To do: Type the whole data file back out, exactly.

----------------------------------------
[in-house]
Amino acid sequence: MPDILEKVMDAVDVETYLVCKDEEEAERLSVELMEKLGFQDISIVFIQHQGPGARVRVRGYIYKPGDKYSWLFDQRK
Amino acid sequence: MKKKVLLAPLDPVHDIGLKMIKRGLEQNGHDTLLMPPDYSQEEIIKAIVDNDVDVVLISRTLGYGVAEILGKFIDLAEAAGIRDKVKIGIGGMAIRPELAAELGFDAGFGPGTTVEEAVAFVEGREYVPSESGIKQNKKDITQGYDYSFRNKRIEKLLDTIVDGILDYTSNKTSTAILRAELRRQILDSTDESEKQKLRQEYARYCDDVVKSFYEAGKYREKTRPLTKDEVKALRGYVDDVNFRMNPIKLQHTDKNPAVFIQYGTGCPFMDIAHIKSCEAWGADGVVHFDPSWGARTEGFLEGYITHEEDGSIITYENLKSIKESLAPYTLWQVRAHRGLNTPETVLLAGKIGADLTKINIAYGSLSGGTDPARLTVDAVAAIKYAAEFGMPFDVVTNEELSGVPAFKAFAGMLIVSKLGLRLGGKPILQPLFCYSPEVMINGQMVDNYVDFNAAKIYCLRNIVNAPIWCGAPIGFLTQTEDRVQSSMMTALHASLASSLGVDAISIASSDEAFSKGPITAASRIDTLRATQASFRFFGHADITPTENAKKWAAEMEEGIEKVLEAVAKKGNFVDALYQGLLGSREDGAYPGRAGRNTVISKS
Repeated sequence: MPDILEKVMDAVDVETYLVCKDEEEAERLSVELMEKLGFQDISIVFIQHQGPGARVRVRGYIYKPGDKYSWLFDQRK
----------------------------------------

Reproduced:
[in-house]
Amino acid sequence: MPDILEKVMDAVDVETYLVCKDEEEAERLSVELMEKLGFQDISIVFIQHQGPGARVRVRGYIYKPGDKYSWLFDQRK
Amino acid sequence: MKKKVLLAPLDPVHDIGLKMIKRGLEQNGHDTLLMPPDYSQEEIIKAIVDNDVDVVLISRTLGYGVAEILGKFIDLAEAAGIRDKVKIGIGGMAIRPELAAELGFDAGFGPGTTVEEAVAFVEGREYVPSESGIKQNKKDITQGYDYSFRNKRIEKLLDTIVDGILDYTSNKTSTAILRAELRRQILDSTDESEKQKLRQEYARYCDDVVKSFYEAGKYREKTRPLTKDEVKALRGYVDDVNFRMNPIKLQHTDKNPAVFIQYGTGCPFMDIAHIKSCEAWGADGVVHFDPSWGARTEGFLEGYITHEEDGSIITYENLKSIKESLAPYTLWQVRAHRGLNTPETVLLAGKIGADLTKINIAYGSLSGGTDPARLTVDAVAAIKYAAEFGMPFDVVTNEELSGVPAFKAFAGMLIVSKLGLRLGGKPILQPLFCYSPEVMINGQMVDNYVDFNAAKIYCLRNIVNAPIWCGAPIGFLTQTEDRVQSSMMTALHASLASSLGVDAISIASSDEAFSKGPITAASRIDTLRATQASFRFFGHADITPTENAKKWAAEMEEGIEKVLEAVAKKGNFVDALYQGLLGSREDGAYPGRAGRNTVISKS
Repeated sequence: MPDILEKVMDAVDVETYLVCKDEEEAERLSVELMEKLGFQDISIVFIQHQGPGARVRVRGYIYKPGDKYSWLFDQRK